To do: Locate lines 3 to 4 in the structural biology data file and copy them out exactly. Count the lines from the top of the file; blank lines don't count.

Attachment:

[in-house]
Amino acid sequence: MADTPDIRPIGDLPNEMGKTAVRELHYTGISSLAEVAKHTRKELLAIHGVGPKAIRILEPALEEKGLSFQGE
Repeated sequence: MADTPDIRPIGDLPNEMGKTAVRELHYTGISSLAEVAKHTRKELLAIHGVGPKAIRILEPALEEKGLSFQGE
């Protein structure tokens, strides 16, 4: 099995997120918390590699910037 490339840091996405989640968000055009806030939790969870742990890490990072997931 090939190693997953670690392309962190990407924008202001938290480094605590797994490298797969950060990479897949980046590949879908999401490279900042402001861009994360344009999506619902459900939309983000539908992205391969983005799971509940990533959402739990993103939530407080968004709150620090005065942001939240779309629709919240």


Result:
Repeated sequence: MADTPDIRPIGDLPNEMGKTAVRELHYTGISSLAEVAKHTRKELLAIHGVGPKAIRILEPALEEKGLSFQGE
């Protein structure tokens, strides 16, 4: 099995997120918390590699910037 490339840091996405989640968000055009806030939790969870742990890490990072997931 090939190693997953670690392309962190990407924008202001938290480094605590797994490298797969950060990479897949980046590949879908999401490279900042402001861009994360344009999506619902459900939309983000539908992205391969983005799971509940990533959402739990993103939530407080968004709150620090005065942001939240779309629709919240």